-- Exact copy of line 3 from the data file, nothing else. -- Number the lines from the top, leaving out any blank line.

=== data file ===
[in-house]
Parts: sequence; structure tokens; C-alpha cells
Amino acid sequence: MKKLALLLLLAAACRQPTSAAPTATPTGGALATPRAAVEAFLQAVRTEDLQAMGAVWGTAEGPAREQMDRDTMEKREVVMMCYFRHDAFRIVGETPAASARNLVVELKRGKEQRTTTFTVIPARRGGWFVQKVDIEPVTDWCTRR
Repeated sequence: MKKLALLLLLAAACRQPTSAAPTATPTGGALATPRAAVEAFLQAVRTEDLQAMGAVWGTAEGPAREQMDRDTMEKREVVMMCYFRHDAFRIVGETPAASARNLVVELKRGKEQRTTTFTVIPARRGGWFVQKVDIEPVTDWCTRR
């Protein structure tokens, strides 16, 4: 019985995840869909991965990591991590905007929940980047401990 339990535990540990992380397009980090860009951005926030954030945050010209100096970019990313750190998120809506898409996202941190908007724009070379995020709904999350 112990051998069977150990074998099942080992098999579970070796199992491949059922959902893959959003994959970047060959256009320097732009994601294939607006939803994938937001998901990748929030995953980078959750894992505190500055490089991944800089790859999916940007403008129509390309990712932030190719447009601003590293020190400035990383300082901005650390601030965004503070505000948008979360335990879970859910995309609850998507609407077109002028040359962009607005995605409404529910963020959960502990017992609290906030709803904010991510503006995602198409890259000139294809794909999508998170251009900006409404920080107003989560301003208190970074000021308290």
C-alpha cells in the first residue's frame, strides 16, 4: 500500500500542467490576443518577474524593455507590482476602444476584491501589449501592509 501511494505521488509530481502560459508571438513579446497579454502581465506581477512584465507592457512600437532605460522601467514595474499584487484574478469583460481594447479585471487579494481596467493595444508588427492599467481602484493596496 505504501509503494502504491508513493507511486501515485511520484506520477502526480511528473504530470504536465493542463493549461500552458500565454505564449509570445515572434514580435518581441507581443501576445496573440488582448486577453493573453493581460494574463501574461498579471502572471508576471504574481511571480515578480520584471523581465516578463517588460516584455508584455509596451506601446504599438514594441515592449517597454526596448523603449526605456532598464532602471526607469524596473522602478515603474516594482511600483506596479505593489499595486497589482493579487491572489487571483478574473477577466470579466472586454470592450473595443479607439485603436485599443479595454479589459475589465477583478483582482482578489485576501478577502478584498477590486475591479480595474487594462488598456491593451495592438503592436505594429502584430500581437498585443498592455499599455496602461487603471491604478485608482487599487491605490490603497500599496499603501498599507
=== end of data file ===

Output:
Amino acid sequence: MKKLALLLLLAAACRQPTSAAPTATPTGGALATPRAAVEAFLQAVRTEDLQAMGAVWGTAEGPAREQMDRDTMEKREVVMMCYFRHDAFRIVGETPAASARNLVVELKRGKEQRTTTFTVIPARRGGWFVQKVDIEPVTDWCTRR